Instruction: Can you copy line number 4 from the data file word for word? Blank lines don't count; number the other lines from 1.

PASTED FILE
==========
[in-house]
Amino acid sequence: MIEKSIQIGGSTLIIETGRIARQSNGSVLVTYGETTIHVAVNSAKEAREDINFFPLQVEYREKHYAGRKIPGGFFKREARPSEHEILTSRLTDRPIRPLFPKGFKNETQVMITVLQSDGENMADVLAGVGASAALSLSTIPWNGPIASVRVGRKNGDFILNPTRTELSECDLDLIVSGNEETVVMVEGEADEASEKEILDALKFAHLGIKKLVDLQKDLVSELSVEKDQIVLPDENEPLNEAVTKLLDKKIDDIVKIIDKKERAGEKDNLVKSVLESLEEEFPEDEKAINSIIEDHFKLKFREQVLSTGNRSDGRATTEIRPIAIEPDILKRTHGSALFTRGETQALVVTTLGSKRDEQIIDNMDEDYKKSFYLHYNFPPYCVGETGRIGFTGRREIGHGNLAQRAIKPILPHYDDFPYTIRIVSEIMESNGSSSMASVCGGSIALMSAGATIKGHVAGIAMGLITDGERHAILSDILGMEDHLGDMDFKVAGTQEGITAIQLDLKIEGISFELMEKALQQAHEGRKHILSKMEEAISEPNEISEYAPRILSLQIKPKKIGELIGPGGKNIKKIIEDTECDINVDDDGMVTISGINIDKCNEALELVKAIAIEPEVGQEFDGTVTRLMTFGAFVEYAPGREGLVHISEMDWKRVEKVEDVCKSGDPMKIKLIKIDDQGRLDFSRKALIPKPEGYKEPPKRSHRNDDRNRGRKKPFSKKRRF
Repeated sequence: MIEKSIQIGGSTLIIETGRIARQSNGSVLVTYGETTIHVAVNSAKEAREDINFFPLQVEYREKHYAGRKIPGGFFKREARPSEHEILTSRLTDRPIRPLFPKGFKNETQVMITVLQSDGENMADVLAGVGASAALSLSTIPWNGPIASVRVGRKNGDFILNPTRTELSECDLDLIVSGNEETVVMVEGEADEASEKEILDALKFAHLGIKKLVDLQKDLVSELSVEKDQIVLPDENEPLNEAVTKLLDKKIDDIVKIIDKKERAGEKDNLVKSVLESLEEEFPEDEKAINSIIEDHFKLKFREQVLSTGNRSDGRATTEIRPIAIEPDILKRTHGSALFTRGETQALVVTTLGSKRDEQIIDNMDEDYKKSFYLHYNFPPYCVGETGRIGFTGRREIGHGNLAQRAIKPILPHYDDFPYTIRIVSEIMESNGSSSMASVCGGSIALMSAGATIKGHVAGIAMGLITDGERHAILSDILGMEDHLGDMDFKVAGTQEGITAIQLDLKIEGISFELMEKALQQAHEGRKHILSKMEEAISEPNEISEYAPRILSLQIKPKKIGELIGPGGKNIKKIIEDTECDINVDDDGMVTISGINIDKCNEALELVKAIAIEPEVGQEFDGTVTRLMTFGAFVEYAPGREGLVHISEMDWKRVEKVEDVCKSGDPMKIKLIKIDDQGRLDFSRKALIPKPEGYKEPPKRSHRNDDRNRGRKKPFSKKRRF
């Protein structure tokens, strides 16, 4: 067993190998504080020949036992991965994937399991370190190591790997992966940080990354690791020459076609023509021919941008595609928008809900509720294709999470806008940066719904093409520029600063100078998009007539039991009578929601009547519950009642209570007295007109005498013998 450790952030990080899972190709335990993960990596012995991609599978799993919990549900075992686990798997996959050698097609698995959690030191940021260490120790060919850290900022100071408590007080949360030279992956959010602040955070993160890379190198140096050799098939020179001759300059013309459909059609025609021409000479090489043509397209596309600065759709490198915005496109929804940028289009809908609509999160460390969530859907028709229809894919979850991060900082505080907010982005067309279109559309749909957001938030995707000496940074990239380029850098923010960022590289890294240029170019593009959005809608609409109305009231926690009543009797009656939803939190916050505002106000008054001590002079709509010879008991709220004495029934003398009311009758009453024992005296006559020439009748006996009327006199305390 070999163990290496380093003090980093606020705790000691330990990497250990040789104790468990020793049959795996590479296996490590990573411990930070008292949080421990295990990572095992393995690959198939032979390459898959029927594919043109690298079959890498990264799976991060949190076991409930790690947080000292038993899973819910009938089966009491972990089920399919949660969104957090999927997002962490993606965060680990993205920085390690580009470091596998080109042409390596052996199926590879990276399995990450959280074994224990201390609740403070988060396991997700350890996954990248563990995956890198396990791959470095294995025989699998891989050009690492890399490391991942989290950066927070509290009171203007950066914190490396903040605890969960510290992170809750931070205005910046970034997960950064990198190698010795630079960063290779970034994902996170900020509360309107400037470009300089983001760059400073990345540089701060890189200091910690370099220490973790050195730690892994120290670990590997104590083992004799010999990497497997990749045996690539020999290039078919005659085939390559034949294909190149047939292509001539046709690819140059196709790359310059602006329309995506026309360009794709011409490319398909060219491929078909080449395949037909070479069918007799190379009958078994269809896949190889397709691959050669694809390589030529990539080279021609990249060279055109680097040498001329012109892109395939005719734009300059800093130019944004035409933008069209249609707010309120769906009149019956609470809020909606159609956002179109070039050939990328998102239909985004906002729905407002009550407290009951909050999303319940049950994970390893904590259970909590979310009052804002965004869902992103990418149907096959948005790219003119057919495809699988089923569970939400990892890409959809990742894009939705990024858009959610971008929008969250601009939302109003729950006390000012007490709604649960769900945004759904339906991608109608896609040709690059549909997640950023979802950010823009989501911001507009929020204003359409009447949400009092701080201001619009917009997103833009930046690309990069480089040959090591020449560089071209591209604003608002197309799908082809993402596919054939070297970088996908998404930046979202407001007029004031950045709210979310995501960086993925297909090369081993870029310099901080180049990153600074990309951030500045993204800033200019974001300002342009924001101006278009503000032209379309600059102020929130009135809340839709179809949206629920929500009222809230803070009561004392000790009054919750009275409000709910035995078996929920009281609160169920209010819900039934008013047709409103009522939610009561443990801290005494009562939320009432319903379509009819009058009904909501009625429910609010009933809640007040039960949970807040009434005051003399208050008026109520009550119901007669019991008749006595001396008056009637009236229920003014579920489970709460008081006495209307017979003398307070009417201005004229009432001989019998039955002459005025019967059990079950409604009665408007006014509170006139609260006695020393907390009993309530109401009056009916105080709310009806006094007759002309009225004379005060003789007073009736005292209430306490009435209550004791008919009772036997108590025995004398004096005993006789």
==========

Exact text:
């Protein structure tokens, strides 16, 4: 067993190998504080020949036992991965994937399991370190190591790997992966940080990354690791020459076609023509021919941008595609928008809900509720294709999470806008940066719904093409520029600063100078998009007539039991009578929601009547519950009642209570007295007109005498013998 450790952030990080899972190709335990993960990596012995991609599978799993919990549900075992686990798997996959050698097609698995959690030191940021260490120790060919850290900022100071408590007080949360030279992956959010602040955070993160890379190198140096050799098939020179001759300059013309459909059609025609021409000479090489043509397209596309600065759709490198915005496109929804940028289009809908609509999160460390969530859907028709229809894919979850991060900082505080907010982005067309279109559309749909957001938030995707000496940074990239380029850098923010960022590289890294240029170019593009959005809608609409109305009231926690009543009797009656939803939190916050505002106000008054001590002079709509010879008991709220004495029934003398009311009758009453024992005296006559020439009748006996009327006199305390 070999163990290496380093003090980093606020705790000691330990990497250990040789104790468990020793049959795996590479296996490590990573411990930070008292949080421990295990990572095992393995690959198939032979390459898959029927594919043109690298079959890498990264799976991060949190076991409930790690947080000292038993899973819910009938089966009491972990089920399919949660969104957090999927997002962490993606965060680990993205920085390690580009470091596998080109042409390596052996199926590879990276399995990450959280074994224990201390609740403070988060396991997700350890996954990248563990995956890198396990791959470095294995025989699998891989050009690492890399490391991942989290950066927070509290009171203007950066914190490396903040605890969960510290992170809750931070205005910046970034997960950064990198190698010795630079960063290779970034994902996170900020509360309107400037470009300089983001760059400073990345540089701060890189200091910690370099220490973790050195730690892994120290670990590997104590083992004799010999990497497997990749045996690539020999290039078919005659085939390559034949294909190149047939292509001539046709690819140059196709790359310059602006329309995506026309360009794709011409490319398909060219491929078909080449395949037909070479069918007799190379009958078994269809896949190889397709691959050669694809390589030529990539080279021609990249060279055109680097040498001329012109892109395939005719734009300059800093130019944004035409933008069209249609707010309120769906009149019956609470809020909606159609956002179109070039050939990328998102239909985004906002729905407002009550407290009951909050999303319940049950994970390893904590259970909590979310009052804002965004869902992103990418149907096959948005790219003119057919495809699988089923569970939400990892890409959809990742894009939705990024858009959610971008929008969250601009939302109003729950006390000012007490709604649960769900945004759904339906991608109608896609040709690059549909997640950023979802950010823009989501911001507009929020204003359409009447949400009092701080201001619009917009997103833009930046690309990069480089040959090591020449560089071209591209604003608002197309799908082809993402596919054939070297970088996908998404930046979202407001007029004031950045709210979310995501960086993925297909090369081993870029310099901080180049990153600074990309951030500045993204800033200019974001300002342009924001101006278009503000032209379309600059102020929130009135809340839709179809949206629920929500009222809230803070009561004392000790009054919750009275409000709910035995078996929920009281609160169920209010819900039934008013047709409103009522939610009561443990801290005494009562939320009432319903379509009819009058009904909501009625429910609010009933809640007040039960949970807040009434005051003399208050008026109520009550119901007669019991008749006595001396008056009637009236229920003014579920489970709460008081006495209307017979003398307070009417201005004229009432001989019998039955002459005025019967059990079950409604009665408007006014509170006139609260006695020393907390009993309530109401009056009916105080709310009806006094007759002309009225004379005060003789007073009736005292209430306490009435209550004791008919009772036997108590025995004398004096005993006789």